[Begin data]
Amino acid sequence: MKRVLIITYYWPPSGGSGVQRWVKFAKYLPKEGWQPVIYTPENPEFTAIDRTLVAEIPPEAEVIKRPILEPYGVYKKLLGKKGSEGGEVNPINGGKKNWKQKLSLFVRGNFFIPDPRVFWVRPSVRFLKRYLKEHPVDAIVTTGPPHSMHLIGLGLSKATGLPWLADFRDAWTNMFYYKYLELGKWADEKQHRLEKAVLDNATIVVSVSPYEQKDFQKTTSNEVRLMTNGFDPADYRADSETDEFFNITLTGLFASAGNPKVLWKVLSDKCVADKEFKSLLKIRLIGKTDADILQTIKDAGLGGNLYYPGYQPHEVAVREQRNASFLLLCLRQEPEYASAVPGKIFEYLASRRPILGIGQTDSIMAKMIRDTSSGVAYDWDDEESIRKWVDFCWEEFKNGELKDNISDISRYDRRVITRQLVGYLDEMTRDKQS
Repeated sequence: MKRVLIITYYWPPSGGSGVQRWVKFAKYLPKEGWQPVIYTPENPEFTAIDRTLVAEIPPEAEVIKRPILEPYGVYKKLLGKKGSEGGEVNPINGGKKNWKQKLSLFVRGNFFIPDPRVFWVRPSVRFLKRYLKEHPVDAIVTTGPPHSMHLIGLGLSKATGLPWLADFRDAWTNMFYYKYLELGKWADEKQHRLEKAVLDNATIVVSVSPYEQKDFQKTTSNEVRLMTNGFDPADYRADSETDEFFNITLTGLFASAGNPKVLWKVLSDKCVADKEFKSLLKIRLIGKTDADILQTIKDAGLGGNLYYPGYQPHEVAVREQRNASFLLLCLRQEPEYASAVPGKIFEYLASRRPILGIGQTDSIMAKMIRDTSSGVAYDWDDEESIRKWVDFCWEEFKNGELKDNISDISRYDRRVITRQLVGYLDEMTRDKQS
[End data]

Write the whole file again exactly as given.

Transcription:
Amino acid sequence: MKRVLIITYYWPPSGGSGVQRWVKFAKYLPKEGWQPVIYTPENPEFTAIDRTLVAEIPPEAEVIKRPILEPYGVYKKLLGKKGSEGGEVNPINGGKKNWKQKLSLFVRGNFFIPDPRVFWVRPSVRFLKRYLKEHPVDAIVTTGPPHSMHLIGLGLSKATGLPWLADFRDAWTNMFYYKYLELGKWADEKQHRLEKAVLDNATIVVSVSPYEQKDFQKTTSNEVRLMTNGFDPADYRADSETDEFFNITLTGLFASAGNPKVLWKVLSDKCVADKEFKSLLKIRLIGKTDADILQTIKDAGLGGNLYYPGYQPHEVAVREQRNASFLLLCLRQEPEYASAVPGKIFEYLASRRPILGIGQTDSIMAKMIRDTSSGVAYDWDDEESIRKWVDFCWEEFKNGELKDNISDISRYDRRVITRQLVGYLDEMTRDKQS
Repeated sequence: MKRVLIITYYWPPSGGSGVQRWVKFAKYLPKEGWQPVIYTPENPEFTAIDRTLVAEIPPEAEVIKRPILEPYGVYKKLLGKKGSEGGEVNPINGGKKNWKQKLSLFVRGNFFIPDPRVFWVRPSVRFLKRYLKEHPVDAIVTTGPPHSMHLIGLGLSKATGLPWLADFRDAWTNMFYYKYLELGKWADEKQHRLEKAVLDNATIVVSVSPYEQKDFQKTTSNEVRLMTNGFDPADYRADSETDEFFNITLTGLFASAGNPKVLWKVLSDKCVADKEFKSLLKIRLIGKTDADILQTIKDAGLGGNLYYPGYQPHEVAVREQRNASFLLLCLRQEPEYASAVPGKIFEYLASRRPILGIGQTDSIMAKMIRDTSSGVAYDWDDEESIRKWVDFCWEEFKNGELKDNISDISRYDRRVITRQLVGYLDEMTRDKQS